Wednesday, March 13, 2013

Guide to Being a Substitute Teacher: En Español

If you don't use it, you lose it, right? I subbed for a Spanish class today, and it was muy difícil. That means "very difficult," I learned. Languages have always been hard for me to master, but not for lack of effort. I mean, I am a Language Arts teacher, after all. I have more breadth than depth when it comes to foreign languages. I grew up with Urdu, studied Spanish and French in junior high and high school, and tried my tongue with Irish (not to be confused with Gaelic). The results? When I try to speak in any language other than English, it comes out sounding like a radio being tuned by a schizophrenic. I throw Spanish into my Urdu. I mix French with my English. When I try to pronounce something in Urdu, I use an Irish accent on all the wrong syllables and inevitably end up (unintentionally) insulting someone's mother or dog or shoes.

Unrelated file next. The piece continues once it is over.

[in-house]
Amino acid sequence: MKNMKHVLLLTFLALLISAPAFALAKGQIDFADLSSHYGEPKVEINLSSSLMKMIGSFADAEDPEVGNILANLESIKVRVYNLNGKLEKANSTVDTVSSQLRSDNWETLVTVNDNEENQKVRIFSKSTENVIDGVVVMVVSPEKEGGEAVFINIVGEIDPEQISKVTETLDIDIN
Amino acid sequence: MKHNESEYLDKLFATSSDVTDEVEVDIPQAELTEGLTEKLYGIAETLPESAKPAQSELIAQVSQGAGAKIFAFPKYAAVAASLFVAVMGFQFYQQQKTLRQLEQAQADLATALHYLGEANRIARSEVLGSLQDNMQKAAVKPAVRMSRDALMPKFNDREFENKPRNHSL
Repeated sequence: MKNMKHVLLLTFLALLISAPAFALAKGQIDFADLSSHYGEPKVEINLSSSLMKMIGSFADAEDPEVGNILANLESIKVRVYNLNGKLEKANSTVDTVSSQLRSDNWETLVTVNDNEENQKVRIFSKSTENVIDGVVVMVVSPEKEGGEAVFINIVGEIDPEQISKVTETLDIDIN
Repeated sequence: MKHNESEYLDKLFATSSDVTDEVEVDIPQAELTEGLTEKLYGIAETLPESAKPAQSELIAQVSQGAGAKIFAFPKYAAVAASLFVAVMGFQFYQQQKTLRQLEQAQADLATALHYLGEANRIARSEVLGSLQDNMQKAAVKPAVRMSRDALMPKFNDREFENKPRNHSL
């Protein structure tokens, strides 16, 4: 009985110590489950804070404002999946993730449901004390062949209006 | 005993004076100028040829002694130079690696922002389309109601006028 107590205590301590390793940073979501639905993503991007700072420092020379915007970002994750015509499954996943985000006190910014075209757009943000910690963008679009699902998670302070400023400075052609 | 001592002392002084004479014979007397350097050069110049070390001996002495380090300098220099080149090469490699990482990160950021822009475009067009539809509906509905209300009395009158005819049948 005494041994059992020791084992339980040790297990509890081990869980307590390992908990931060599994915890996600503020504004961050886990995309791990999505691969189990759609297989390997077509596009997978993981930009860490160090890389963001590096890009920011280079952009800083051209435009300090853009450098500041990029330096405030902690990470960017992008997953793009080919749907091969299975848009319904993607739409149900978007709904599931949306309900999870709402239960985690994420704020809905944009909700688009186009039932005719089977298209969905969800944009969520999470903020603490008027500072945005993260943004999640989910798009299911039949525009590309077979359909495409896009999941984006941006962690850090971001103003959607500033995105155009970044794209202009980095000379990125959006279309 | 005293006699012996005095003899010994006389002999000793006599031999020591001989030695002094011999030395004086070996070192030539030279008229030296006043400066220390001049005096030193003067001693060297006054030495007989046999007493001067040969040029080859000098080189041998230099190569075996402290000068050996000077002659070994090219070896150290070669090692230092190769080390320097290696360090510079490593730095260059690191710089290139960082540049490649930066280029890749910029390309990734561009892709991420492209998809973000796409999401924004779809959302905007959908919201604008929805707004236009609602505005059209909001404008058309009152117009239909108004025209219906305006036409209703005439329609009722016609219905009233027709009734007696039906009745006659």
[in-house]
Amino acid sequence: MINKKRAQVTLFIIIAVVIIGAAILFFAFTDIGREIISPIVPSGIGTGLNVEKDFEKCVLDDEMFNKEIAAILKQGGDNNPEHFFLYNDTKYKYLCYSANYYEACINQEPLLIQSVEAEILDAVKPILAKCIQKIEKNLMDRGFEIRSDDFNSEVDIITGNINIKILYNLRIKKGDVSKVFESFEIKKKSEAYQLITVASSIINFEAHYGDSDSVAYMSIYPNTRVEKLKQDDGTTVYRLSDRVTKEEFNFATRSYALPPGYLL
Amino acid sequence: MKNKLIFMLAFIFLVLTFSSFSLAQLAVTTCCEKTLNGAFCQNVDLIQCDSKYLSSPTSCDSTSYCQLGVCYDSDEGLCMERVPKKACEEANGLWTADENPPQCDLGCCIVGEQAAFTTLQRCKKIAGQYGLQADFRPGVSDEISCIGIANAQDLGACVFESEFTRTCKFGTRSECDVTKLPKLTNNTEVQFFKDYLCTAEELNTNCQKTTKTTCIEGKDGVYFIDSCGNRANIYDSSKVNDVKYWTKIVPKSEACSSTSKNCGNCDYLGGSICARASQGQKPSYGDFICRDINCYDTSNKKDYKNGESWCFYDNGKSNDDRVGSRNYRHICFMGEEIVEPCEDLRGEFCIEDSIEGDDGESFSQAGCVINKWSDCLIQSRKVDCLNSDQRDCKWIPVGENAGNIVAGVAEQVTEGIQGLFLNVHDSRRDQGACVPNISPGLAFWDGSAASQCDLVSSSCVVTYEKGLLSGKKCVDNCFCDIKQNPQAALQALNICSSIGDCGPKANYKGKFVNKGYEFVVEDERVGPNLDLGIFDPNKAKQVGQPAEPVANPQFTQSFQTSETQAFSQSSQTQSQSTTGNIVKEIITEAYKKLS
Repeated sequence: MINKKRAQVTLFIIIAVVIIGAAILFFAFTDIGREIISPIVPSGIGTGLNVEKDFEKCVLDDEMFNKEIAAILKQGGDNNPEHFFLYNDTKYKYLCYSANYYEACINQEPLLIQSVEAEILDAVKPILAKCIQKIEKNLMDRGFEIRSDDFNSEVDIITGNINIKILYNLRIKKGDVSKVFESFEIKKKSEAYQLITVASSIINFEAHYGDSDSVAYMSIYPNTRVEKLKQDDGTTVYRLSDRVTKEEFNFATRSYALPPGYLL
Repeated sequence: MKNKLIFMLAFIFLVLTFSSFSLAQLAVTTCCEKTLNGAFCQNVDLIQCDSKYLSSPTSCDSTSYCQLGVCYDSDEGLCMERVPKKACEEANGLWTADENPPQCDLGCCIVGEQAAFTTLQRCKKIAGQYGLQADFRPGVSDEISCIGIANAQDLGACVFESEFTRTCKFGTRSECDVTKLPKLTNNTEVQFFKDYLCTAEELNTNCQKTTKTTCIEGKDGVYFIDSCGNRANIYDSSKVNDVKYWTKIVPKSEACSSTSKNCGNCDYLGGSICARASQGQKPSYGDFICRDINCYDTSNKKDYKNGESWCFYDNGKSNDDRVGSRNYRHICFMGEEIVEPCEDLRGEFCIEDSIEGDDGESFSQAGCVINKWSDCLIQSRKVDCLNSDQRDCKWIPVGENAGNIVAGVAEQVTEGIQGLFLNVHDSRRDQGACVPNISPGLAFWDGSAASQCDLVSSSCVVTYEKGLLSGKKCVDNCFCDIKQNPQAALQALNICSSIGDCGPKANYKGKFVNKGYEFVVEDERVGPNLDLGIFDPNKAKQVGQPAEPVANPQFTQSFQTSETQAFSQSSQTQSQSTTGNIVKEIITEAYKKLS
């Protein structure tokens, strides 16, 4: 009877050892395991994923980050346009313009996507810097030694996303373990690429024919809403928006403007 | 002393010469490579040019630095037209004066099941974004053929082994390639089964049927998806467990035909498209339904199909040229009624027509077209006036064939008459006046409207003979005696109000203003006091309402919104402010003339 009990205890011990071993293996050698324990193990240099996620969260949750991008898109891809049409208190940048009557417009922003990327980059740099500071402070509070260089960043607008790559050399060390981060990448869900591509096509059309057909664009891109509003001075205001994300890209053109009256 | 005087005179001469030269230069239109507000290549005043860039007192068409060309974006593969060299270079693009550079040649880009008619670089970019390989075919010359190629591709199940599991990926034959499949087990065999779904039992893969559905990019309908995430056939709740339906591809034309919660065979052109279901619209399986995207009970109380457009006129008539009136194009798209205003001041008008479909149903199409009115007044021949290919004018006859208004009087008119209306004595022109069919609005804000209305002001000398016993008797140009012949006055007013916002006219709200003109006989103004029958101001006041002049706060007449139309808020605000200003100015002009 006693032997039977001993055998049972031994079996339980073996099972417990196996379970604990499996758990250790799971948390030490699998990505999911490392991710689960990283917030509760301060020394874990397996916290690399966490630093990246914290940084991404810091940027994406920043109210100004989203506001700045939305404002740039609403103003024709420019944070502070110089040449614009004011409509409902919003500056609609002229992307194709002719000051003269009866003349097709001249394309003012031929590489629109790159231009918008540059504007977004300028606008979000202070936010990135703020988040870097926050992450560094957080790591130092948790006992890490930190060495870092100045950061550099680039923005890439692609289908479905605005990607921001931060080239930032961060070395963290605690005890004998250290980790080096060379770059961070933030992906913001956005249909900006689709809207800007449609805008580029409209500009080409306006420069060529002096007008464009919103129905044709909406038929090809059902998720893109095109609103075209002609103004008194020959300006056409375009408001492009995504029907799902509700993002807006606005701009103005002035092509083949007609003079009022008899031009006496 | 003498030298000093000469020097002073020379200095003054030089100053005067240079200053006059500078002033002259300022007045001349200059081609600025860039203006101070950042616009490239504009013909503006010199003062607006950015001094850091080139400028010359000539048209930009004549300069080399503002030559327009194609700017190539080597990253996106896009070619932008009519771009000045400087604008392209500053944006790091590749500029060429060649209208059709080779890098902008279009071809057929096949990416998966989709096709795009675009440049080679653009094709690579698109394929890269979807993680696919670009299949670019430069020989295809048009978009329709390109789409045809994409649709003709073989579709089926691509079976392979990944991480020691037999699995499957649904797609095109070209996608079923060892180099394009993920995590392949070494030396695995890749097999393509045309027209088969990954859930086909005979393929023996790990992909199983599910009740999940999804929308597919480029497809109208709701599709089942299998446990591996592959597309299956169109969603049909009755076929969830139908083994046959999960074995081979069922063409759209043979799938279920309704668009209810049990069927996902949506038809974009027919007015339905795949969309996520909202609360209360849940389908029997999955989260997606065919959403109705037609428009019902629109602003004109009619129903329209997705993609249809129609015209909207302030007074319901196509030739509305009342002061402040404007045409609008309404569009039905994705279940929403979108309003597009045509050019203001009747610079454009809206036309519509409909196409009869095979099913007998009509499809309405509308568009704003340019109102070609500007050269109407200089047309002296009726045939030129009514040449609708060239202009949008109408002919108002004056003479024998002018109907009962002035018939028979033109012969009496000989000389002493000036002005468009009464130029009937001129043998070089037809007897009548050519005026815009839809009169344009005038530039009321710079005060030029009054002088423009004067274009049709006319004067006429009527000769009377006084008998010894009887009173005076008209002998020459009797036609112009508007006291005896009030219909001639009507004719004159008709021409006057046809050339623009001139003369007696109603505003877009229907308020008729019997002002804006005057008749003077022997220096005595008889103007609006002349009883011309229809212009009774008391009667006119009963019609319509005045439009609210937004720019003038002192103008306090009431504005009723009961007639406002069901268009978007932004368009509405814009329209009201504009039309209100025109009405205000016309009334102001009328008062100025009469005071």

Not actually me. Might as well be.

So, I teach English. At least, that's what I was trained to do. I'm beginning to worry about losing my ability to teach at all, because, hey, if you don't use it, you lose it, right? While that phrase is typically associated with learning and practicing foreign languages, it seems like it might apply to any acquired skill, like knitting, or painting, or... teaching.

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